It was a blustery afternoon, with the wind blowing passes off course. Both Dan LeFevour and Juice Williams played in spread offenses in college and are learning the fundementals of receiving a direct snap and taking five-and seven-step drops under the direction of exacting Bears offensive coordinator Mike Martz for the first time. They were learning a foreign offense and working with receivers they met the day before. They were also understandably nervous while receiving their first taste of professional football.
Add it all up, and the first day of the Bears' three-day rookie minicamp at Halas Hall was not a stellar one for quarterbacks, who misfired on numerous passes and watched receivers drop numerous others.
"I feel like a freshman in college all over again," said ex-Illini and Vocational signal caller Williams, who was one of 30 players participating on a try-out bases. "Obviously, there were a few plays that were a little rough. But as practice went on, I started to get better."
In all, 54 players practiced for approximately 90 minutes, including all five of the Bears draft picks. Rookie free-agents, such as former Homewood-Flossmoor standout Freddie Barnes, a decorated receiver at Bowling Green, and ex-Hinsdale South and Indiana linebacker Matt Mayberry, as well as second-year players Eric Peterman (receiver), Will Ta'ufo'ou (fullback), Woodny Turrene (cornerback), Kevin Malast (linebacker), Johan Asiata (guard) and Kevin Brock (tight end) also participated.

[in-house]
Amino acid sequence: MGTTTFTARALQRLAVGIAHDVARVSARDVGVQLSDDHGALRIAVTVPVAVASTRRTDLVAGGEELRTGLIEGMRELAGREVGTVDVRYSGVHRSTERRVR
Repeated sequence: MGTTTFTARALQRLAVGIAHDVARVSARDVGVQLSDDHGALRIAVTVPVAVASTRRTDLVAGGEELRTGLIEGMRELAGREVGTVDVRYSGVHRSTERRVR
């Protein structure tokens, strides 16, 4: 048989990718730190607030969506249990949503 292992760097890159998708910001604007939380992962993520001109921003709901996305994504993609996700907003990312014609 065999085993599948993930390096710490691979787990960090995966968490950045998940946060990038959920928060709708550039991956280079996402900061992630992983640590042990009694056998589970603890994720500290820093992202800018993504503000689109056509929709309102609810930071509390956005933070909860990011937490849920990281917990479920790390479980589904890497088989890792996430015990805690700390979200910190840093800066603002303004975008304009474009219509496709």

"It definitely means something to me [after] growing up in the city and watching the Bears for such a long time," said ex-Central Michigan and Benet Academy-Lisle standout LeFevour. "This is really a blessing for me and I'm looking forward to the opportunity."
Third-round pick Major Wright, a hard-hitting safety from Florida, and fourth-round selection Corey Wootton, a defensive end from Northwestern, also donned a Bears jersey for the first time.
"Good size, smart guy, we love what he was able to do in college," Bears coach Lovie Smith said of LeFevour, a sixth-round pick. "We're going to bring him along slowly and put him in the mix with the rest of our quarterbacks and see how far he can go."